A SAFe organization would approach enterprise initiatives differently than traditional Project / Program / Portfolio management. Cutting beyond labels, an “Epic” or “Initiative” (whatever agilists prefer) is still a kind of project. An ill-defined Epic won’t fare better in the face of change than a traditional project. There’s a lot to be said about “How” and “Why” we would even want to use an Epic Portfolio. Organizations that fail to address how they go about scoping, budgeting or implementing software will find very limited benefit in SAFe.
To be more successful with SAFe, it has to go far beyond IT. Portfolio management happens at senior management level, and it must be aligned with non-IT business units. Finance must be on board - accounting must change. We must move away from defining scope and content upfront and become rigorous at examining incremental value and axing initiatives when a value hypothesis turns out to be invalid. This requires a level of courage that many organizations lack. Culture must change as well.
SAFe and developers
A common gripe that many developers have with SAFe is that it leads to higher pressure and doesn’t address the fundamental problems. They therefore claim that either nothing has improved or things got even worse. From a developer’s perspective, and having seen many poor SAFe implementations myself, I could even agree.
I need to put this into perspective, though: Some companies I worked with will state that SAFe has cut their time-to-market in half and significantly reduced the failure rate of critical initiatives. What the developers don’t see – these successes that are totally outside their field of vision have secured their paychecks for many months.
To make SAFe a positive for experience for developers, the organization must work on many topics that may elude many managers: putting developers into control of their own work, providing clear, transparent objectives and meaningful work, improving the working environment and becoming an attractive employer across the board. This must be scoped in the transformation as well.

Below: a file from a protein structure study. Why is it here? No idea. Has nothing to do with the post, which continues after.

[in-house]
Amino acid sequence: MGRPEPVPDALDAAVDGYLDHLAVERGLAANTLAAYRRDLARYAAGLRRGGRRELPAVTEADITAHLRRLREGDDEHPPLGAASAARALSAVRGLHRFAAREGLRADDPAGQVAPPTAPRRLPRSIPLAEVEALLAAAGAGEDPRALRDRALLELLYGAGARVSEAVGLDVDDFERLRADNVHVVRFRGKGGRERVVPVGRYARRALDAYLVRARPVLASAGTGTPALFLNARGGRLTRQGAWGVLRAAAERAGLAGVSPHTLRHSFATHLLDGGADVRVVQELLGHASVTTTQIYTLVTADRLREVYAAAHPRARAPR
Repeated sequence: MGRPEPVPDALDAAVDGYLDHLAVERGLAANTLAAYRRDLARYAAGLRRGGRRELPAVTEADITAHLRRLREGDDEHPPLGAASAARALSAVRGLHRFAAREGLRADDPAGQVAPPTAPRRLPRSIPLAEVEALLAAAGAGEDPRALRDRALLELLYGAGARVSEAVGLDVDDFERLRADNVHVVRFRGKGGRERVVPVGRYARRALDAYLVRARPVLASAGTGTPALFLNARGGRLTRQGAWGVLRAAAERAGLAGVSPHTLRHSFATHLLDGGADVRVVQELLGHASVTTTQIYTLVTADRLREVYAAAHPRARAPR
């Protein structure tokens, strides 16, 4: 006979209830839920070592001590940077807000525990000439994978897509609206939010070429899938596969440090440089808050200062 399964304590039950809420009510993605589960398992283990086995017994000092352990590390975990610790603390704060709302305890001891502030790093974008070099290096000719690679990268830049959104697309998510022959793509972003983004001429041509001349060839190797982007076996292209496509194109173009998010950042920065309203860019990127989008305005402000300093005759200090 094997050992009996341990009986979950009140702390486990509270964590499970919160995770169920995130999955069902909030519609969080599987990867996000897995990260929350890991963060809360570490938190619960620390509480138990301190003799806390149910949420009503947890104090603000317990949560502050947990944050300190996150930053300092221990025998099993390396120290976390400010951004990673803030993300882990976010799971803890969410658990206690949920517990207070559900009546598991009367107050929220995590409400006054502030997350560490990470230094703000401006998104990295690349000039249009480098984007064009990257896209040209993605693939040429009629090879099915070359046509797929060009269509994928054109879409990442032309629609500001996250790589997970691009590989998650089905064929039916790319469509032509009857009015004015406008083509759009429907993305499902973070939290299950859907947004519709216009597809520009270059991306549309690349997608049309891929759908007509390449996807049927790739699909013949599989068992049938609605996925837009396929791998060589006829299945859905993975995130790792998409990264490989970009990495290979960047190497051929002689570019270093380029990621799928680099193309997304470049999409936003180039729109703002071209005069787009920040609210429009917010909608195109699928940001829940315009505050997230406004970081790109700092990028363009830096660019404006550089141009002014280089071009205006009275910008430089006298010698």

SAFe and massive change
Put bluntly, if you don’t require massive change, SAFe probably isn’t for you. And with this, I don’t mean a giant (maybe intercontinental) shuffling of the Org Chart. SAFe requires you to make drastic changes at every level, in every way. The organizational change is the easy, simple – and shockingly – insignificant part.
You have to rethink what value is, how you create it, how your organization supports it. You have to rethink which structures work, which don’t, what is local optimization and what is global. You have to rethink the importance explicit, implicit and tacit knowledge have for you. You have to rethink what “knowledge work” is and how you treat your workforce. You have to rethink how management works. How leadership works. How accounting works. How controlling works. How customer satisfaction in a digital environment works. How small things affect the Big Picture. And you have to put all of these pieces of the puzzle together to end up with a sustainable organization.